- Heals very quickly due to multiple layers and capacity to regenerate
- Interlacing ______ of _____ muscle covered with _______ membrane
- ______ food and _______ it
- Tongue bounces food off the ______
- Helps form some _______
fascicles, skeletal, mucous
What is the labial frenulum?
Connects lips to gums
What is the palate?
Forms the roof of the mouth
What is the lingual frenulum?
Secures tongue to floor of mouth
What is done for tongue tied babies?
Lingual frenulum too far forward, sometimes clip it back a bit
What are the pharynx cavities pertinent to digestion?
Oropharynx and laryngopharynx.
What are the oropharynx and lanryngopharynx layers?
Lined with stratified squamous epithelium, non-keratinized
How is the bolus propeled to the esophagus from the pharynx?
Muscular contractions help propel the bolus into the esophagus
- Tissue here is what?
- When empty, the mucosa and submucosa are in what arrangement?
- What lubricates the bolus?
- What are the changes in the muscularis externa?
- Does the esophagus have a serosa layer?
Non-keratinized stratified squamous epithelium
When empty, mucosa and submucosa are in longitudinal folds
Mucous glands secrete lubricating mucous
Skeletal muscle for first third, transitions to smooth muscle for last third
Not called serosa because the esophagus is not suspended within the peritoneal cavity, called the adventitia
The esophagus is a _________ muscular tube.
What does the esophagus expand against?
How does the bolus get lubricated?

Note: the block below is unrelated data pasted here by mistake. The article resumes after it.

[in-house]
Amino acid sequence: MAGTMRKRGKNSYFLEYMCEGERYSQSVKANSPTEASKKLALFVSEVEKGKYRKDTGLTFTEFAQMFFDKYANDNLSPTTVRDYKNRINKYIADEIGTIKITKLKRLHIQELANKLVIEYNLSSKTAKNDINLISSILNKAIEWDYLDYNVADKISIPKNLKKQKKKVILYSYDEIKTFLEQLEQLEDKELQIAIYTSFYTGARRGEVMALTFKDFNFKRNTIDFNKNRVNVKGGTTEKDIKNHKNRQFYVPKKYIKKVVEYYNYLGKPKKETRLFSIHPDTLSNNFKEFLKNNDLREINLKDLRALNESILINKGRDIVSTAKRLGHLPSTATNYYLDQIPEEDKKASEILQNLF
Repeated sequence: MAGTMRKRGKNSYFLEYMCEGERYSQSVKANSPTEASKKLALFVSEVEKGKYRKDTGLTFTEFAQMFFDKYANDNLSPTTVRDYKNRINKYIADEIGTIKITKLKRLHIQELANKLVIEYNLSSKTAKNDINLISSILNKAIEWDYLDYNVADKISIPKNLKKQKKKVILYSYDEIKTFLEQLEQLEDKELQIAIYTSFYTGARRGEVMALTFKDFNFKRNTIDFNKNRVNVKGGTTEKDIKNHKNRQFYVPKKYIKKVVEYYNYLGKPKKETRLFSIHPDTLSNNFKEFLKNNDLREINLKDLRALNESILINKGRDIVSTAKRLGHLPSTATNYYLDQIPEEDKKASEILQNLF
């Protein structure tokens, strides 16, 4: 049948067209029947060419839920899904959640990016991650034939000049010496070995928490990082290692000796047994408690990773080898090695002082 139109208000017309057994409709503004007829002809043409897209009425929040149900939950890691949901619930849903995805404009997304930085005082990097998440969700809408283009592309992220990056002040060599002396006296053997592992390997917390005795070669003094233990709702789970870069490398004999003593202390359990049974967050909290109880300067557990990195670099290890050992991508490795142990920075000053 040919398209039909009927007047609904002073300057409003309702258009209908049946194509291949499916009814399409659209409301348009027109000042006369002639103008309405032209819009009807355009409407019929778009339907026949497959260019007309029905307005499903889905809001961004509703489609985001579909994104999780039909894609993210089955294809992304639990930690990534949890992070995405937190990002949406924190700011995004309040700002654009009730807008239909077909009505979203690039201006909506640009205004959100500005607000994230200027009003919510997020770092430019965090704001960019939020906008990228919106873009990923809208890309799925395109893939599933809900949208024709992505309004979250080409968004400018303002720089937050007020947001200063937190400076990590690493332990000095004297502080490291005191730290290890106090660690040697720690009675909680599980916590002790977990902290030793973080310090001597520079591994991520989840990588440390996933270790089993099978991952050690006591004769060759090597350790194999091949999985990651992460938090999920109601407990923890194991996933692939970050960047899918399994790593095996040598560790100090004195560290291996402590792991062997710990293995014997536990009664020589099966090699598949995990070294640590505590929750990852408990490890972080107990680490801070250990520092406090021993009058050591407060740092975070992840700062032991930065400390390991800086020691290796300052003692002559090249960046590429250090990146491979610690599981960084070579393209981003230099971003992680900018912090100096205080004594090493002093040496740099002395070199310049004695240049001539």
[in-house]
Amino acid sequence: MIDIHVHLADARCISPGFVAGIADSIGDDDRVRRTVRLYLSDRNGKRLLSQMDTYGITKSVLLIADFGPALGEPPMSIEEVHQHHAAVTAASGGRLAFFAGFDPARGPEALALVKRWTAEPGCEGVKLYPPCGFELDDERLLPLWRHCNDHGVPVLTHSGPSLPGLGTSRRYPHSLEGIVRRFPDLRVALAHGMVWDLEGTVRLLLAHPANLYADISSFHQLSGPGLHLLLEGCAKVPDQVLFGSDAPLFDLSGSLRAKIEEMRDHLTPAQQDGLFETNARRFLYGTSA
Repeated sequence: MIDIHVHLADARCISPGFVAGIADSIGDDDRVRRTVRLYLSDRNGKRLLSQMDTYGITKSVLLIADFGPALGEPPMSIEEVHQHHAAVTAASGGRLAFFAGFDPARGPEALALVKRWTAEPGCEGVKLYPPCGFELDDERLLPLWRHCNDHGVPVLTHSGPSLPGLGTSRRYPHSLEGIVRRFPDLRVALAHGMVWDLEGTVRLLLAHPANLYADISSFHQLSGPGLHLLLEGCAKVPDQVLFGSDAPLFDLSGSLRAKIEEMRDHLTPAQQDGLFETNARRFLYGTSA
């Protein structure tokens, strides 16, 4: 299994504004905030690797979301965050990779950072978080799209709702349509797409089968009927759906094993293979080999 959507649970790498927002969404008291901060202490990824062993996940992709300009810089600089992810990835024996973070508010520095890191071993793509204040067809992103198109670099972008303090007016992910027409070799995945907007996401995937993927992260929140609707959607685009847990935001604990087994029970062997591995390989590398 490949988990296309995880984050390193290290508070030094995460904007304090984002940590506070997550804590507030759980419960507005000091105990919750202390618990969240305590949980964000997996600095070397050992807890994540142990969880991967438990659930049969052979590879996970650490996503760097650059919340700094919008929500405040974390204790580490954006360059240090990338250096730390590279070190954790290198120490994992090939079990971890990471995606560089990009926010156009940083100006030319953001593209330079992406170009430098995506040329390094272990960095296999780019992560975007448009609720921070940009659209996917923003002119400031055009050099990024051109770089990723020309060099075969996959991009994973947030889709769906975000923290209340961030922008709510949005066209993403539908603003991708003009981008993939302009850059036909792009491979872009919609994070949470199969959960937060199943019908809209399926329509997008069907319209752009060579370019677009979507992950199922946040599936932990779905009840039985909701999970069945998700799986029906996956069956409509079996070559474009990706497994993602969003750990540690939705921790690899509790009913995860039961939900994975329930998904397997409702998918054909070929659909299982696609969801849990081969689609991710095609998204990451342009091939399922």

Bolus pushes against glands to secrete and coat it, ease passage in esophagus
What is the cardiac sphincter?
Closes lumen to prevent stomach acid from entering the esophagus
Also called the lower esophageal sphincter.
Acid reflux is an issue with what?
Cardiac sphincter, lets acid splash up into the esophagus.
What are the two phases of swallowing?
Describe the voluntary phase of swallowing.
Tongue pushes food to back of oral cavity
Describe the involuntary phase of swallowing.
Breathing stops and airways are closed.
Soft palate and uvula are lifted to close off nasopharynx,
Epiglottis bent to cover larynx
- Site where food is churned into ______
Secretion of ______ begins digestion.
- functions under ______ conditions
Some substances are absorbed directly through the stomach. These are?
water, electrolytes, aspirin, alcohol
What are the folds in the stomach called? What do they do?
Increase surface area and allow the stomach to accomodate more food
What is one difference between the stomach and other parts of the GI tract?
Stomach has three muscular layers - also have oblique layer, innermost
-- takes stomach and jacknifes it to force food through pyloric sphincter into duodenum
What is the epithelium of the stomach?
What does this epithelium secrete?
What is the mucosa dotted with?
Simple columnar epithelium
- secretes bicarbonate-buffered mucus
Mucosa dotted with gastric pits with deeper gastric glands
Gastric pits contain what?
What do each do?
Mucous neck cells - secrete a special mucus
Parietal cells - secrete HCL and gastric intrinsic factor
Chief cells - secretes pepsinogen
Why buffered mucus?
Neutralizes acid. Protects stomach lining.
What causes stomach growling?
Gas and air bubbles get produced by the stomach during digestion.
When chyme is in the system don't hear the bubbles, when there is no chyme, hear them.
What is the longest portion of the alimentary canal?
What is the site of the most enzymatic digestion?
What are the three subdivisions of the SI?
Duodenum, jejunum, ileum
- Receives digestive enzymes from the ______ and bile from the ______ and ________.
Within the duodenum, the _____ is attached.
Gallbladder stores _______, liver produces it.
What are the modifications for absorption?
What are circular folds?
Transverse ridges of mucosa and submucosa
What are villi?
Finger-like extension of the mucosa
Covered with simple columnar epithelium made up of absorptive cells
What are microvilli?
Further increases SA for absorption